Shooting Iron: Twin .32-20s


Duke’s twin .32-20 Colt SAAs. The top one is from 1899 and the bottom is from 2010. Both have 71/2" barrels.

My love affair with Colt Single Action Army sixguns started in 1968. Thus far, I’ve owned over 100 of the graceful revolvers. Until recently, only one has been chambered for .32-20 (aka .32 WCF), which might sound odd because the caliber was the fourth best-selling between 1873 and 1941 during the 1st Generation of SAA production.

My aversion to .32-20 formed over 40 years ago with my very first SAA of that caliber. It was most contrary — when machine rest mounted, it would only group into about 4″ at 25 yards. Eventually, I measured its bore and chamber mouths by driving soft lead slugs through them. Cylinder chamber mouths were universally 0.310″ but barrel groove diameter measured 0.314″. This combination is a certain situation for poor accuracy from any revolver. Thusly I became soured about SAA .32-20s.

Fast forward to SHOT Show 2004. I was on the staff of a different magazine when my boss heard Colt was reintroducing SAA .32-20s in 3rd Generation (1976 to present). He asked me to obtain one for a feature article. I approached some of the three-piece suited reps standing idle at the Colt booth, presented my business card and asked about a consignment .32-20 when available. One fellow looked at my card, and then me, and said, “I’ve never heard of you, and we’re not sending you anything.” Yvonne was with me, and as we walked away, she commented, “Aren’t you mad?” I replied, “No, that guy was too stupid to care about. He’s an example of why Colt is on a downhill slide.”

Duke’s 3rd Generation .32-20 SAA had its case hardening colors removed by
a previous owner. Mike later had the re-coloring done by Clear Creek Armory of Ten Sleep, Wyo.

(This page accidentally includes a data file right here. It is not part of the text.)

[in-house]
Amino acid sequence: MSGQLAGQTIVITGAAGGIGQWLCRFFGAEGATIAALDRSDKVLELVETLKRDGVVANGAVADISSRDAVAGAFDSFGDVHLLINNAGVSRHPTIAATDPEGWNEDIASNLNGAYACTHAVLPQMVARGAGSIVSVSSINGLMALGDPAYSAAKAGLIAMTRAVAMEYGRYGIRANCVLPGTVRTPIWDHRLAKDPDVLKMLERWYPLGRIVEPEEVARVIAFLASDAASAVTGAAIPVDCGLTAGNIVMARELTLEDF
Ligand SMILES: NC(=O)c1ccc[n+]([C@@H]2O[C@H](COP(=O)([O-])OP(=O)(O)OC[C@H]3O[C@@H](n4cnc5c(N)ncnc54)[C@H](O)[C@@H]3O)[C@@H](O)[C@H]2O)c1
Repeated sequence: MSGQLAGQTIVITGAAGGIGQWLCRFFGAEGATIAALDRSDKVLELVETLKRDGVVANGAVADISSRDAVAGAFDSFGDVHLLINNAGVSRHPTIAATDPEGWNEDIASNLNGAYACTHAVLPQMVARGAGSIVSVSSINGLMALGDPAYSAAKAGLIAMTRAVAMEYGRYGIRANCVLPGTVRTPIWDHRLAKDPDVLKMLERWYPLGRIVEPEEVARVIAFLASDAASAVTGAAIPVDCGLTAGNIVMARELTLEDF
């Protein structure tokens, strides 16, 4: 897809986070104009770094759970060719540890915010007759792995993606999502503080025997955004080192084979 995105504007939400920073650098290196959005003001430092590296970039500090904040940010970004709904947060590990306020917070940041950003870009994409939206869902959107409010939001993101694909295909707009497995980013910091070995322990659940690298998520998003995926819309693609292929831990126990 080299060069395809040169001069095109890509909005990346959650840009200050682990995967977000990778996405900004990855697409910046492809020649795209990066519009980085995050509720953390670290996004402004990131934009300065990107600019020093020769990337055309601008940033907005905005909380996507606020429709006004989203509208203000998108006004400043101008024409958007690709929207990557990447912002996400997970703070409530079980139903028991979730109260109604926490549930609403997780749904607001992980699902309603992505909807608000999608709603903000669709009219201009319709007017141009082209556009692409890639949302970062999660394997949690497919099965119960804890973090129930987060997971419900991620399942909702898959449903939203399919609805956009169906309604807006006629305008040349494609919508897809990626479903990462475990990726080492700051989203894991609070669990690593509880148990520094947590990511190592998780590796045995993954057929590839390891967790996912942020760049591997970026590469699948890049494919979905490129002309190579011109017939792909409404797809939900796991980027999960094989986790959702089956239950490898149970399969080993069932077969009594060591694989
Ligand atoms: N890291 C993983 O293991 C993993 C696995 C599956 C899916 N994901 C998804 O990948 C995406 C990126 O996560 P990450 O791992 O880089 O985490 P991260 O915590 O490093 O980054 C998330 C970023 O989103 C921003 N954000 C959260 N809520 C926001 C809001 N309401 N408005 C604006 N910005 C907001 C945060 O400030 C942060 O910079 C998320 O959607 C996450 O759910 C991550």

Ta Da! A Revelation!

Now move on to 2021. That summer, much of my free time was spent shooting and handloading for .38-40, .41 Long Colt and .44-40 WCFs. On an Internet website’s classified section, I spotted a 3rd Generation SAA .32-20 with a 71/2″ barrel for sale at an attractive price. The owner was honest; the price was low because he’d chemically removed the frame’s case hardening colors. He did so because surface rust on the frame would deepen into pitting if left be. Since I had previous positive dealings with the seller, I bought that .32-20, figuring to use it for gathering load data for my ongoing SAA project. Its serial number dated it as manufactured in 2010.

Shooting the .32-20 was like having a window opened in a stuffy room. Its accuracy and lack of recoil felt like a breath of fresh air. No need for tedious handload development. This .32-20 shot every load combination well and others outstandingly. There was no need to check, but from curiosity, I found barrel groove diameter, and all six chamber mouths measured 0.310″. My only complaint — a minor one — is that smaller bore and chambers weigh much more than a similarly configured big bore. I compared a .45 and this .32-20 alike in every way down to fancy walnut grips. The .45 weighs 39 oz., and the .32-20 is 48 oz.

This is why Duke’s .45 Colt SAA weighs 9 oz. less than his .32-20.
More metal is removed by boring the barrel and cylinder’s chambers.

A New Passion

My new Colt so pleased me I soon sent it to my friend Bill Fuchs at Clearwater Armory in Ten Sleep, Wyo., for re-color case hardening and a set of presentation grade walnut one-piece style grips. While it was there, I instructed Bill to color case harden its hammer as that was standard at one time in SAA manufacture.

People who know me well say I’m impetuous. I say I just make decisions fast. Either way, with such positive .32-20 experience, I began a hunt for another. This time my quest was for a 1st Generation SAA with a 71/2″ barrel. Such are hard to find, but one is here now, and I’m more than pleased with it. Made in 1899, its condition is about 75%. The newer .32-20’s grips are all that keep it from being 100% original. In its website photos, the grips seemed white plastic on which someone had doodled with a felt marker. Showing the Colt to Yvonne, she exclaimed, “Wow, these are real mother of pearl.” Looking closely, it was evident someone had carved lines and curlicues then traced them with ink. There are also a set of stylized initials. Also prominent are checkered finger grooves even carved in the left side grip panel. While not a beautiful set of grips, someone went to great effort to make them personal, so they will stay on the Colt as long as I have it.

How does it shoot? Just like my 3rd Generation .32-20 bullets go right where aimed at 25 yards. Like someone separated from a loved one for a long time, I have renewed my acquaintance with SAA .32-20s with enthusiasm.

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